FCA signals that it aims to take a tougher stance.

By Rob Moulton and Charlotte Collins

The FCA published its Business Plan for 2021/22 on 15 July 2021. The Plan, and accompanying remarks made by Nikhil Rathi, FCA CEO, suggest that the FCA intends to take a more assertive and proactive approach in future.

While many of the policy objectives set out in the Business Plan will be familiar to firms, the FCA’s new ethos may not be. The FCA vows to be more innovative, assertive, and adaptive: the second of which may cause concern for firms.

Mr. Rathi speaks of a regulator that is “tough, assertive, confident, decisive, agile” and of a culture that embraces risk and acts decisively. He also indicates that the FCA will be prepared to “test our powers to the limit”, and that the FCA will not be afraid to take action, even if it may not always win. Mr. Rathi comments that not winning a case “will not be seen as failure” and emphasises that when the FCA’s perception of risk has prevented necessary action in the past, the lack of action was more problematic than any potential consequences of such action.

These statements echo recently published FCA board minutes from earlier this year, in which the board noted that the regulator’s willingness to take legal risk is entirely appropriate, especially in situations in which the law is unclear. The minutes report that the board supported proposals to recalibrate the degree of legal risk the FCA is willing to take.

Particular areas in which Mr. Rathi suggests that the FCA’s assertiveness will be brought to bear include in relation to authorisations and new business. The regulator has recruited new authorisations staff and plans for greater focus on examining applicants’ financials and business models. The FCA will apply more scrutiny when a business is seeking authorisation in a complex area or for high-risk business (the FCA offers cryptoasset firms as an example). The FCA highlights that this approach will capture not only new firms, but also firms within the temporary permissions regime that are seeking permanent UK authorisation. Such firms will be subject to an intensive assessment before the FCA grants authorisation. The FCA acknowledges that this may lead to some contentious outcomes.

The FCA has also set itself specific metrics relating to refusal, withdrawal, and rejection rates for authorisations, and for increasing the number of firms whose permissions are removed either permanently or temporarily under its “use it or lose it” campaign.

Further, the FCA plans to scrutinise more closely newly authorised firms undertaking novel types of business. It will create a “Regulatory Nursery” to check that such firms are complying with the rules and identify potential harm early. The FCA also hopes to obtain strong oversight of firms with significant and fast-paced growth.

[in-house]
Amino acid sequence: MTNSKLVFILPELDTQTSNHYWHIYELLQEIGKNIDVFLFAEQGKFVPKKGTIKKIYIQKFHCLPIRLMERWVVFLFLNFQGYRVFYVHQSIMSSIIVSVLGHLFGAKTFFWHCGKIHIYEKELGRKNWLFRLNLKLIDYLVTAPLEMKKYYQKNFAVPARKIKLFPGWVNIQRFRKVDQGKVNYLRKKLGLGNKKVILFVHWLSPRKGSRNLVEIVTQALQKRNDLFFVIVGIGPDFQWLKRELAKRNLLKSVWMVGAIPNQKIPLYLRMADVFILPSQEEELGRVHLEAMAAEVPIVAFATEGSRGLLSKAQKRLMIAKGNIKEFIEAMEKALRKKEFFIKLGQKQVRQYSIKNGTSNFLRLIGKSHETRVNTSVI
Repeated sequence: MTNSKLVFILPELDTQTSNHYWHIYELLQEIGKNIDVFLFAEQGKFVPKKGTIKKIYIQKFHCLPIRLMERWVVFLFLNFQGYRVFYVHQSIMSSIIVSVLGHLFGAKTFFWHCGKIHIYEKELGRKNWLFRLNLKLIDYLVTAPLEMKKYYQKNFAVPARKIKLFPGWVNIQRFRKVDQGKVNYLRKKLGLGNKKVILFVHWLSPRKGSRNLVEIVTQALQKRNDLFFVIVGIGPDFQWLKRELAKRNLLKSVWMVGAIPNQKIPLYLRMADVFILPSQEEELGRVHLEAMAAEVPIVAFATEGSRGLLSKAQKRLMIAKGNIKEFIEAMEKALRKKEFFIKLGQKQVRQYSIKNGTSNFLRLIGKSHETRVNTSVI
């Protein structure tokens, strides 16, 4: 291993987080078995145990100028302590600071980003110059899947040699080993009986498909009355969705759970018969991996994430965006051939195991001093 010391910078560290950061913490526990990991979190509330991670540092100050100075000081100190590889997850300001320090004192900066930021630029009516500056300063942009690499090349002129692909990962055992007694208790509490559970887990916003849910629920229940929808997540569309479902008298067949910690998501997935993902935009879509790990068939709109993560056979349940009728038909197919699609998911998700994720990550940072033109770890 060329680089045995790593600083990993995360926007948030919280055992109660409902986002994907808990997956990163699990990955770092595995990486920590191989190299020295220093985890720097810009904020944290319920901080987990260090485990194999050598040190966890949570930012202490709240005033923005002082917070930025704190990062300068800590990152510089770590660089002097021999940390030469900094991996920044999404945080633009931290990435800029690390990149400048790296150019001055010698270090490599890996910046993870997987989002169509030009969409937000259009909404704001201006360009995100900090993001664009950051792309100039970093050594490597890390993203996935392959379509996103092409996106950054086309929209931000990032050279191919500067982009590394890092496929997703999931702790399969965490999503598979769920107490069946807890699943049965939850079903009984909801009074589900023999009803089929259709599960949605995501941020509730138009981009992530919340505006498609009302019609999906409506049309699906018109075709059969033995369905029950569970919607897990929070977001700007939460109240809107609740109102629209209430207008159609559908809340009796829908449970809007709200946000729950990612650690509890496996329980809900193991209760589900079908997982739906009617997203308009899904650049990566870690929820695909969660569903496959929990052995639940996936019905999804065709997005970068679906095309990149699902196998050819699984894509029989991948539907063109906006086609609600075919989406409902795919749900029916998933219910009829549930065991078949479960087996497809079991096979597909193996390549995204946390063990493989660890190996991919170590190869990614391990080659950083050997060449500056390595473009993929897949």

The FCA explains plans to consult on changing the balance of power between its managers and the independent Regulatory Decisions Committee (which is the final decision-maker on contested enforcement, supervisory, and authorisation cases) in favour of the FCA, so that it can intervene more quickly.

In terms of general supervision, the FCA warns that firms should expect greater rigour on upholding high standards. The FCA highlights governance, conflicts of interest, and conduct as particular areas of focus, including considering diversity and inclusion as regulatory issues (following the recent Discussion Paper on this topic).

Another area of focus for the regulator is the financial promotions regime. Mr. Rathi highlights how the regime for sophisticated investors is very liberal and questions whether it needs to be tightened up. This reflects his recent comments in a letter to the government’s Work and Pensions Committee, in which he stated, “We also believe that the exemptions in the Financial Promotion Order for High Net Worth (HNW) and Sophisticated investors are a significant vulnerability in the financial promotion regime … We believe both the ability to self-certify qualification for the exemptions, and the thresholds in the exemptions, need to be addressed”. Although the FCA cannot change the exemptions itself, the regulator is clearly pressing government to amend the relevant legislation. Firms that frequently rely on these exemptions should consider the impact of a potential change.

Firms should take note of the FCA’s new philosophy, and expect a stricter regulator going forwards.